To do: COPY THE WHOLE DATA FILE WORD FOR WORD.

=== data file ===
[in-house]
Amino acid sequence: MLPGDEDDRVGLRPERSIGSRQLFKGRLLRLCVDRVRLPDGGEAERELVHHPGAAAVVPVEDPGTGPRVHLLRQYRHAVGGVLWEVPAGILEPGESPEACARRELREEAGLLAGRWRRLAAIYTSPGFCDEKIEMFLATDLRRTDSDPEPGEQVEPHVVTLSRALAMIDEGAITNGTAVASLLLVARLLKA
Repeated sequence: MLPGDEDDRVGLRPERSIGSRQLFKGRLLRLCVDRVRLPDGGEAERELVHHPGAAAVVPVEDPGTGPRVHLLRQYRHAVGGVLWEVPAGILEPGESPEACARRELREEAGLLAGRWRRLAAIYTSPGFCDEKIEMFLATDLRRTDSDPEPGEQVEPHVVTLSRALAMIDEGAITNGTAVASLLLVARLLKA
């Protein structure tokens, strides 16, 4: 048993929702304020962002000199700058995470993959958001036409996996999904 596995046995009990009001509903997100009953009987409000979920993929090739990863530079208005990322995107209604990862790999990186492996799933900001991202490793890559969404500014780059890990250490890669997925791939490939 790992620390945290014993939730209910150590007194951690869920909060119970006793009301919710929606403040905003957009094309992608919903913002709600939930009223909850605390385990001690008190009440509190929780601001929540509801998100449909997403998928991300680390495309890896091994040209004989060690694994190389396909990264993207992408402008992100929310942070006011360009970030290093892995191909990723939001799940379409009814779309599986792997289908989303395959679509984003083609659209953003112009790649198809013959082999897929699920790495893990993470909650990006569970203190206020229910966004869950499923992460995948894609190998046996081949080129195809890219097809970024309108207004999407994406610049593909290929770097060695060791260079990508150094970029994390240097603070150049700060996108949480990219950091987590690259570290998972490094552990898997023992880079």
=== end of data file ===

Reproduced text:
[in-house]
Amino acid sequence: MLPGDEDDRVGLRPERSIGSRQLFKGRLLRLCVDRVRLPDGGEAERELVHHPGAAAVVPVEDPGTGPRVHLLRQYRHAVGGVLWEVPAGILEPGESPEACARRELREEAGLLAGRWRRLAAIYTSPGFCDEKIEMFLATDLRRTDSDPEPGEQVEPHVVTLSRALAMIDEGAITNGTAVASLLLVARLLKA
Repeated sequence: MLPGDEDDRVGLRPERSIGSRQLFKGRLLRLCVDRVRLPDGGEAERELVHHPGAAAVVPVEDPGTGPRVHLLRQYRHAVGGVLWEVPAGILEPGESPEACARRELREEAGLLAGRWRRLAAIYTSPGFCDEKIEMFLATDLRRTDSDPEPGEQVEPHVVTLSRALAMIDEGAITNGTAVASLLLVARLLKA
């Protein structure tokens, strides 16, 4: 048993929702304020962002000199700058995470993959958001036409996996999904 596995046995009990009001509903997100009953009987409000979920993929090739990863530079208005990322995107209604990862790999990186492996799933900001991202490793890559969404500014780059890990250490890669997925791939490939 790992620390945290014993939730209910150590007194951690869920909060119970006793009301919710929606403040905003957009094309992608919903913002709600939930009223909850605390385990001690008190009440509190929780601001929540509801998100449909997403998928991300680390495309890896091994040209004989060690694994190389396909990264993207992408402008992100929310942070006011360009970030290093892995191909990723939001799940379409009814779309599986792997289908989303395959679509984003083609659209953003112009790649198809013959082999897929699920790495893990993470909650990006569970203190206020229910966004869950499923992460995948894609190998046996081949080129195809890219097809970024309108207004999407994406610049593909290929770097060695060791260079990508150094970029994390240097603070150049700060996108949480990219950091987590690259570290998972490094552990898997023992880079």